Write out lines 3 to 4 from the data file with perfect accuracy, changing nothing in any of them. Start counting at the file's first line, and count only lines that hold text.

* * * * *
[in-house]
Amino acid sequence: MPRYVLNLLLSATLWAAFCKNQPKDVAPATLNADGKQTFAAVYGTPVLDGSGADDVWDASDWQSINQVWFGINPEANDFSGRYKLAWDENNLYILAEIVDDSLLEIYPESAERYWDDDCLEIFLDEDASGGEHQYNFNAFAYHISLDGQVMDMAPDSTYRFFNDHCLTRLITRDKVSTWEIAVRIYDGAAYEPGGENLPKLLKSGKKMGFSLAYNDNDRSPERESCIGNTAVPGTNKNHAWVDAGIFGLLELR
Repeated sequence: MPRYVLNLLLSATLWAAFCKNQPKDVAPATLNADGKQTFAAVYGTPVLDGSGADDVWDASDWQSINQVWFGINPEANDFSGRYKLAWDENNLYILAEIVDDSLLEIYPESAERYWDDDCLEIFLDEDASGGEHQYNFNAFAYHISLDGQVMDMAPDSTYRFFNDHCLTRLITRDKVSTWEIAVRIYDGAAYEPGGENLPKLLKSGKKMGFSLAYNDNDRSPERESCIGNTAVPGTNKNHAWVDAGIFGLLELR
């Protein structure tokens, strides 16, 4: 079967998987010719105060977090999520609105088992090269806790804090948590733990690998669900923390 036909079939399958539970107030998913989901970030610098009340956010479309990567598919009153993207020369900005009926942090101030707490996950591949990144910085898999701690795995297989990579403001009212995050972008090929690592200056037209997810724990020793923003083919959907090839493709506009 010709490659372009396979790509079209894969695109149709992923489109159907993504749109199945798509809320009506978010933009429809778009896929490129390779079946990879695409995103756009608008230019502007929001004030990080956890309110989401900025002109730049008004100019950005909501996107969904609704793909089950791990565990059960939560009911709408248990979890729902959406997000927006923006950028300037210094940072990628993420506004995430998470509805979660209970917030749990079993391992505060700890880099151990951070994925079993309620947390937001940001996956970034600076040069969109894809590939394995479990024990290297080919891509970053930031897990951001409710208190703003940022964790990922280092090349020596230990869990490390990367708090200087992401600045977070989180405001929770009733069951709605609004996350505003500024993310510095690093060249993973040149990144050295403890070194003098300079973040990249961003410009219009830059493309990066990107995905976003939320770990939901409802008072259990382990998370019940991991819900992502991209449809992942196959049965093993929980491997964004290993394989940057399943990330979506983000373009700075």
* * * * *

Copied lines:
Repeated sequence: MPRYVLNLLLSATLWAAFCKNQPKDVAPATLNADGKQTFAAVYGTPVLDGSGADDVWDASDWQSINQVWFGINPEANDFSGRYKLAWDENNLYILAEIVDDSLLEIYPESAERYWDDDCLEIFLDEDASGGEHQYNFNAFAYHISLDGQVMDMAPDSTYRFFNDHCLTRLITRDKVSTWEIAVRIYDGAAYEPGGENLPKLLKSGKKMGFSLAYNDNDRSPERESCIGNTAVPGTNKNHAWVDAGIFGLLELR
């Protein structure tokens, strides 16, 4: 079967998987010719105060977090999520609105088992090269806790804090948590733990690998669900923390 036909079939399958539970107030998913989901970030610098009340956010479309990567598919009153993207020369900005009926942090101030707490996950591949990144910085898999701690795995297989990579403001009212995050972008090929690592200056037209997810724990020793923003083919959907090839493709506009 010709490659372009396979790509079209894969695109149709992923489109159907993504749109199945798509809320009506978010933009429809778009896929490129390779079946990879695409995103756009608008230019502007929001004030990080956890309110989401900025002109730049008004100019950005909501996107969904609704793909089950791990565990059960939560009911709408248990979890729902959406997000927006923006950028300037210094940072990628993420506004995430998470509805979660209970917030749990079993391992505060700890880099151990951070994925079993309620947390937001940001996956970034600076040069969109894809590939394995479990024990290297080919891509970053930031897990951001409710208190703003940022964790990922280092090349020596230990869990490390990367708090200087992401600045977070989180405001929770009733069951709605609004996350505003500024993310510095690093060249993973040149990144050295403890070194003098300079973040990249961003410009219009830059493309990066990107995905976003939320770990939901409802008072259990382990998370019940991991819900992502991209449809992942196959049965093993929980491997964004290993394989940057399943990330979506983000373009700075």